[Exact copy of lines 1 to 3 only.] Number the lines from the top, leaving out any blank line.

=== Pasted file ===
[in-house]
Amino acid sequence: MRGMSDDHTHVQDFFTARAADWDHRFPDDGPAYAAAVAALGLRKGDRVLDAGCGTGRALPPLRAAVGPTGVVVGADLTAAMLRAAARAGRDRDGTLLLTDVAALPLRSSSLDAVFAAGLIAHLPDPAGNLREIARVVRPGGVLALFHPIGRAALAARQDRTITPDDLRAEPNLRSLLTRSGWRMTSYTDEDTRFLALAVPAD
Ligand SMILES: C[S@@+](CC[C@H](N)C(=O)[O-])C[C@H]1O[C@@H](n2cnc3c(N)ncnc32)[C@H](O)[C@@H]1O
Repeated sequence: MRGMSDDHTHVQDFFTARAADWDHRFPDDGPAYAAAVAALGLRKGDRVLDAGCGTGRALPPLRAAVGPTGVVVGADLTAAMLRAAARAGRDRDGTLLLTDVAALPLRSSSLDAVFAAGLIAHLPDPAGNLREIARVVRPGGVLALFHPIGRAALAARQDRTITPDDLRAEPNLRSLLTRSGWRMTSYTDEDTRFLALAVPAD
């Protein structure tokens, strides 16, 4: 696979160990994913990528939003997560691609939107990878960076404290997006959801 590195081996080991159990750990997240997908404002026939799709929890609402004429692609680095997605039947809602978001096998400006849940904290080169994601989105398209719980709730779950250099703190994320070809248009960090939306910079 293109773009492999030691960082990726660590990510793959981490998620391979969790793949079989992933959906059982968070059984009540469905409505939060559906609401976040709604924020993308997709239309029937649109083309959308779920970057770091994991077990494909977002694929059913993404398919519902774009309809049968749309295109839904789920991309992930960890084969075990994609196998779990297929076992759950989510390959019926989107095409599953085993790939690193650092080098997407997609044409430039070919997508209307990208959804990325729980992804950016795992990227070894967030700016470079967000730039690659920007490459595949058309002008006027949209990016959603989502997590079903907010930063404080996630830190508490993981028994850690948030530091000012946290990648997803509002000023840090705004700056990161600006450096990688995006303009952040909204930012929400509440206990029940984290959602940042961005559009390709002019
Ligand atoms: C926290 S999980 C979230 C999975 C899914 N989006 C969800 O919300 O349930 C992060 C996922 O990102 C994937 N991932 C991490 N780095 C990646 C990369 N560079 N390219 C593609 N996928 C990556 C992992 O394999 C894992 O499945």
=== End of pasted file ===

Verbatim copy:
[in-house]
Amino acid sequence: MRGMSDDHTHVQDFFTARAADWDHRFPDDGPAYAAAVAALGLRKGDRVLDAGCGTGRALPPLRAAVGPTGVVVGADLTAAMLRAAARAGRDRDGTLLLTDVAALPLRSSSLDAVFAAGLIAHLPDPAGNLREIARVVRPGGVLALFHPIGRAALAARQDRTITPDDLRAEPNLRSLLTRSGWRMTSYTDEDTRFLALAVPAD
Ligand SMILES: C[S@@+](CC[C@H](N)C(=O)[O-])C[C@H]1O[C@@H](n2cnc3c(N)ncnc32)[C@H](O)[C@@H]1O